Tuesday, 3 May 2011

Game Engines

Game engines appear intimidating to the naked eye, but when you open up the software and have a gander… they continue to intimidate. Opening up Unreal gave me the same feeling of being out of my depth that 3DS Max did on my first day at uni. But here I am, handling Max like I’ve been using it for years. Over the Summer, I am determined to make UDK like me… or at least tolerate me having a tinker with its settings.

Engines are pretty darn important, they provide the tools to blend all the different elements of a game together. They..err.. drive them, if you will. There are a fair few out, as you can imagine, each with their very own list of perks.

The Unreal engine is the first example that comes to mind (I wonder why). It’s a very popular engine that has been around since 1998. Since then it seems like piles and piles of companies have used some element of unreal to run their game. From Bioshock to Brother bear. It’s even used by companies who already have their own in house engines,for example BioWare, Ubisoft and EA have all used a modified version in some games.  This is possibly because it works out relatively cheaper to use than creating a game from scratch.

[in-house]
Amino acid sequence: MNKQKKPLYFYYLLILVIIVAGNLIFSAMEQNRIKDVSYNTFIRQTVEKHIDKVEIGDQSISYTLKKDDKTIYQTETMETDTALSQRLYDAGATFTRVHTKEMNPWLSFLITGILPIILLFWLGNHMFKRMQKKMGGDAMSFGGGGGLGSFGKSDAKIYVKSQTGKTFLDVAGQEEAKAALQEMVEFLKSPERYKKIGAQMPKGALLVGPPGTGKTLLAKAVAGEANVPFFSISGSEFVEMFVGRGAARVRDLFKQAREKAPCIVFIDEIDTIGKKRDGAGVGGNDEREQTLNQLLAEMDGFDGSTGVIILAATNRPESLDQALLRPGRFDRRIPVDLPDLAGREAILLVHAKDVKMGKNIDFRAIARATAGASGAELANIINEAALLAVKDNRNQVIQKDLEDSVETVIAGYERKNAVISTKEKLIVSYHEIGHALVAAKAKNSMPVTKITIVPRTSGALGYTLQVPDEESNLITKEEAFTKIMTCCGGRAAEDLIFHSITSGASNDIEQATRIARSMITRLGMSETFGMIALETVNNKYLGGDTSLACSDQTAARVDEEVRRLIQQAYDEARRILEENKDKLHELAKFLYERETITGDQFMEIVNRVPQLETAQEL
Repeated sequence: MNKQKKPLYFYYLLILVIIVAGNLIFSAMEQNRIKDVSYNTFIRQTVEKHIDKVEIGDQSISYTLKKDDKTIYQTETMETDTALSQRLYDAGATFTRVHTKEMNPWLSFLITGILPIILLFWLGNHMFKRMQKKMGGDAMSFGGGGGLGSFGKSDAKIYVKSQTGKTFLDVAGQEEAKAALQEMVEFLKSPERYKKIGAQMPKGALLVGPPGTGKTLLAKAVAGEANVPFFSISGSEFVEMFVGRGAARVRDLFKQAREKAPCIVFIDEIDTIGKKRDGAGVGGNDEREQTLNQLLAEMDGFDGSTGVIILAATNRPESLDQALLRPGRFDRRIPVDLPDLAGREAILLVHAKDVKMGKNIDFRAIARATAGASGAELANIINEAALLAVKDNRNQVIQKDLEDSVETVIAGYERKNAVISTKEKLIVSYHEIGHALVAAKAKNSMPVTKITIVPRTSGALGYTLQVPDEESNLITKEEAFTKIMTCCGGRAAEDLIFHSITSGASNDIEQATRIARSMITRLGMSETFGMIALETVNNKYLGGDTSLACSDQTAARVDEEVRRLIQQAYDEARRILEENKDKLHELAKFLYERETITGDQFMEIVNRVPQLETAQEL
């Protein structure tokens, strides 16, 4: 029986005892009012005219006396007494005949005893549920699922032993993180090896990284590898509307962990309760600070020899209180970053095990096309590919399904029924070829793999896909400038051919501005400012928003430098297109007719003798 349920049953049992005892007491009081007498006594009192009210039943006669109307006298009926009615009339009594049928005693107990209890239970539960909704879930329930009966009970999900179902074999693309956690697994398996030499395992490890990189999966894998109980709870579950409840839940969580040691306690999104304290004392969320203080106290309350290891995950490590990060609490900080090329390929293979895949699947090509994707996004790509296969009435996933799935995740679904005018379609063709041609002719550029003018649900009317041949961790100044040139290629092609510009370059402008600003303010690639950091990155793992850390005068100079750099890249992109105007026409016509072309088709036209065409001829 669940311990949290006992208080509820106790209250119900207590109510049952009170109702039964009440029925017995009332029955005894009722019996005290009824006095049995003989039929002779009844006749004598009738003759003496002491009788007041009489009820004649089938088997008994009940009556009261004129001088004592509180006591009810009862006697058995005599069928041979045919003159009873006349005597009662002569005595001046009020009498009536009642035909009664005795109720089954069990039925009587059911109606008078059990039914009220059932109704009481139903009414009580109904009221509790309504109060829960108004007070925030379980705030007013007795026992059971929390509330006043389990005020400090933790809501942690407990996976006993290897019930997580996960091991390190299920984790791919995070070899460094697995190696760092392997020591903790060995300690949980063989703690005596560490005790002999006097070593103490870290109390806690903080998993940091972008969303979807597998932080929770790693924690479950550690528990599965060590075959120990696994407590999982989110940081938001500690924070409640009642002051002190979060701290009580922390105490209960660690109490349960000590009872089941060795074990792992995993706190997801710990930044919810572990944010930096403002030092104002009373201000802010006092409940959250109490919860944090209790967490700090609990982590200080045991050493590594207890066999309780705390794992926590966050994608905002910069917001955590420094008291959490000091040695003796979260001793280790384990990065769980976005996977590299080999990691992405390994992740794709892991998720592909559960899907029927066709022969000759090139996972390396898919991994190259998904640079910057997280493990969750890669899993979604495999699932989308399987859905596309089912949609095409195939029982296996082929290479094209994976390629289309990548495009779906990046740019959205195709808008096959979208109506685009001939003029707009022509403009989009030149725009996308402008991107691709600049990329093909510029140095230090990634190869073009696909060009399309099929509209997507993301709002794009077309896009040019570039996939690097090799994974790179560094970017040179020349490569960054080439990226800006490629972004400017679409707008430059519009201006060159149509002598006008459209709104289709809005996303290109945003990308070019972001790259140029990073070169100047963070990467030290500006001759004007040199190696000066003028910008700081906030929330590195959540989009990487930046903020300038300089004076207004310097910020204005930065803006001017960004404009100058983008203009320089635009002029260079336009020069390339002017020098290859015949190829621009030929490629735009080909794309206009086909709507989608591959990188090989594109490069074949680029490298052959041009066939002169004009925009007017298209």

Cryteks, Cryengine makes absolutely beautiful games and can be thanked for visuals such as this:


Unlike most other engines, the Cryengine does not need any middleware and can support its own physics, sound and animations.  Always a plus.

The RAGE engine ( I enjoyed typing out that work in capitals, I need to get out more) which created Red Dead Redemption seems to be exciting new blood. This newborn engine has the ability to handle large worlds, weather effects and a range of game play genres. And of course, the fact that is still growing shows promise of bigger, badder things to come! Here's some purdy pictures:



I’m going to finish off on a favourite. Naughty Dog Game Engine. Uncharted 2. Om nom..

I talk about this game waaaaaay too much, but I think it demonstrates exactly what the games industry can do. That game is just so visually stunning, it’s one of the only games I could sit and watch someone play for hours on end. I think it just shows what a good engine in the right hands is capable of.



The environments just look so crisp and believable, the animation on the vegetation is ultra realistic and the mood they have created with the lighting and colour schemes just hits you each time you enter a new level. Every single aspect has been put together perfectly to create an environment that invigorates your senses. That sounded like a herbal essences campaign but you now understand my passion.  I WANT TO MAKE GAMES LIKE THIS ONE. 

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